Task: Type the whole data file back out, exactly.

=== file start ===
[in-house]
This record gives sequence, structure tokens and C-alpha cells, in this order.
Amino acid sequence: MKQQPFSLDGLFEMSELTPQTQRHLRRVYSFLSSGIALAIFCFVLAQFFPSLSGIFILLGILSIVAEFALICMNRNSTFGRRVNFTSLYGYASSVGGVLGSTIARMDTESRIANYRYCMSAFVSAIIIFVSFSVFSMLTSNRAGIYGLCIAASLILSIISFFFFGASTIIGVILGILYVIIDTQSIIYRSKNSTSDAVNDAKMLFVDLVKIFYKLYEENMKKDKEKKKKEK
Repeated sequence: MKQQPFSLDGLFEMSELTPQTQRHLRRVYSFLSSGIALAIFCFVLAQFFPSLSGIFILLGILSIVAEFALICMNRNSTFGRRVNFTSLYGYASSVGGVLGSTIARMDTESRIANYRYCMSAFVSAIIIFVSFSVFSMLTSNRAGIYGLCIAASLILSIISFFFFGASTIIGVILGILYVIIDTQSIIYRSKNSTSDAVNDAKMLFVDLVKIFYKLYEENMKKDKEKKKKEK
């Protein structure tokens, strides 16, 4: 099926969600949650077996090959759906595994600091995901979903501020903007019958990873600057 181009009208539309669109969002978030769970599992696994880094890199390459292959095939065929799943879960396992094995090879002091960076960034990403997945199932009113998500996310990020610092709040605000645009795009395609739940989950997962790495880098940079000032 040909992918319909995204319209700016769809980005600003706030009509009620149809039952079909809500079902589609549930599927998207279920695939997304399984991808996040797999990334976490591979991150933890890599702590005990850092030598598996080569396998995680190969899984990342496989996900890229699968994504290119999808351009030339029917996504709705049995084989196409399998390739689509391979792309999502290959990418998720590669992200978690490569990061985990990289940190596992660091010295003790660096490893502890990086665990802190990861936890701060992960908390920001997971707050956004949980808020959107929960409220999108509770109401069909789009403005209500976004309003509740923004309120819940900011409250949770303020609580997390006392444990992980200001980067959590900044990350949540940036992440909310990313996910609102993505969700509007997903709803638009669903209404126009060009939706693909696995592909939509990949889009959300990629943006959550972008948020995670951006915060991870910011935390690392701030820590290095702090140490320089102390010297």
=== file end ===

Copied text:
[in-house]
This record gives sequence, structure tokens and C-alpha cells, in this order.
Amino acid sequence: MKQQPFSLDGLFEMSELTPQTQRHLRRVYSFLSSGIALAIFCFVLAQFFPSLSGIFILLGILSIVAEFALICMNRNSTFGRRVNFTSLYGYASSVGGVLGSTIARMDTESRIANYRYCMSAFVSAIIIFVSFSVFSMLTSNRAGIYGLCIAASLILSIISFFFFGASTIIGVILGILYVIIDTQSIIYRSKNSTSDAVNDAKMLFVDLVKIFYKLYEENMKKDKEKKKKEK
Repeated sequence: MKQQPFSLDGLFEMSELTPQTQRHLRRVYSFLSSGIALAIFCFVLAQFFPSLSGIFILLGILSIVAEFALICMNRNSTFGRRVNFTSLYGYASSVGGVLGSTIARMDTESRIANYRYCMSAFVSAIIIFVSFSVFSMLTSNRAGIYGLCIAASLILSIISFFFFGASTIIGVILGILYVIIDTQSIIYRSKNSTSDAVNDAKMLFVDLVKIFYKLYEENMKKDKEKKKKEK
């Protein structure tokens, strides 16, 4: 099926969600949650077996090959759906595994600091995901979903501020903007019958990873600057 181009009208539309669109969002978030769970599992696994880094890199390459292959095939065929799943879960396992094995090879002091960076960034990403997945199932009113998500996310990020610092709040605000645009795009395609739940989950997962790495880098940079000032 040909992918319909995204319209700016769809980005600003706030009509009620149809039952079909809500079902589609549930599927998207279920695939997304399984991808996040797999990334976490591979991150933890890599702590005990850092030598598996080569396998995680190969899984990342496989996900890229699968994504290119999808351009030339029917996504709705049995084989196409399998390739689509391979792309999502290959990418998720590669992200978690490569990061985990990289940190596992660091010295003790660096490893502890990086665990802190990861936890701060992960908390920001997971707050956004949980808020959107929960409220999108509770109401069909789009403005209500976004309003509740923004309120819940900011409250949770303020609580997390006392444990992980200001980067959590900044990350949540940036992440909310990313996910609102993505969700509007997903709803638009669903209404126009060009939706693909696995592909939509990949889009959300990629943006959550972008948020995670951006915060991870910011935390690392701030820590290095702090140490320089102390010297």